I had the privilege to take care of the nine-month-old Rottweiler/Shepard puppy you gave up to the high-kill shelter in Southern California. He was dubbed “Mason” and transported to Eugene, Oregon, where we fostered him for a week.
Mason had a hacking cough when he came to us. He freely jumped on people, didn’t know any commands. He had no idea of boundaries with other dogs and had a stealthy knack for taking objects and chewing them very quietly. Typical puppy in a big, lanky body. We put him on antibiotics for his hacking, started teaching him where he was not allowed, and we made him sit for everything.
While his puppy antics could be tiresome, Mason showed qualities of a great dog from the beginning. He loved being pet: absolutely loved having his face caressed. He had no problems with us checking his ears and touching his paws, and showed no food aggression during any feed times. On leash, he was calm and alert, and with a pack added, he lowered his head and focused even better. He stayed calm around our kids and slept in his crate without a peep.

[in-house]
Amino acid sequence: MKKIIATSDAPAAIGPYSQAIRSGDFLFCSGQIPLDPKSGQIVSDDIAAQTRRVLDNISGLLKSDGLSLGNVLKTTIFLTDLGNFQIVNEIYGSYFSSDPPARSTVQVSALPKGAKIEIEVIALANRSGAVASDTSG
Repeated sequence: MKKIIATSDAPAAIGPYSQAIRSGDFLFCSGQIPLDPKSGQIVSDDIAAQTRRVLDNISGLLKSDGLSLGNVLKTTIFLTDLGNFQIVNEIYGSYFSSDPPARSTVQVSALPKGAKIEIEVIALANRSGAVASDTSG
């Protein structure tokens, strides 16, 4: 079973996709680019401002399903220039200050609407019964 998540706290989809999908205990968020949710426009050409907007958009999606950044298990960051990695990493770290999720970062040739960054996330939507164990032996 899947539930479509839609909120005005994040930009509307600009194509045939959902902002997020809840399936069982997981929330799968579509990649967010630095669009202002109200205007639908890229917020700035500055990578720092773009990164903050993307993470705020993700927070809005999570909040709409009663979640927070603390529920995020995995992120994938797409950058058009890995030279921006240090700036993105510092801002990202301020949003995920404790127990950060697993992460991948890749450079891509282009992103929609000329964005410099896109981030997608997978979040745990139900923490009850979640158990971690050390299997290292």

There is no way I could or would judge you for bringing a dog to a shelter, because I know there are all sorts of reasons why people do so. We had to rehome one of our dogs years ago when we had no idea what we were doing as dog owners. I still feel guilty for that, but it is done and we will not make the same mistakes again. I wish you knew this:
Today Mason found his forever home, and he couldn’t have gone to a better family. They had lost their lab mix of 11 years to cancer recently, and they were looking for another dog to share their lives with. They’d seen Mason’s picture online and fell in love with him. When I brought Mason to meet them today, I had only good vibes. They were smitten with him from the beginning, and he was so excited to meet them. They have a little boy and girl, and a cat at home. They asked lots of questions to learn as much about him as possible, and they were loving on him the whole time. He was in heaven.
Mason was one of my fosters that I had a harder time saying goodbye to because he was one I’d keep if I had the time to give him. He didn’t look twice when I left because he was gazing lovingly at his new family who was petting him all over. If it has to hurt, then this is the best kind of hurt, because it is tempered by nothing but happiness.
The dog that you brought in was not put down. He’s sporting a colorful new leash and he’s now part of a doting, forever family.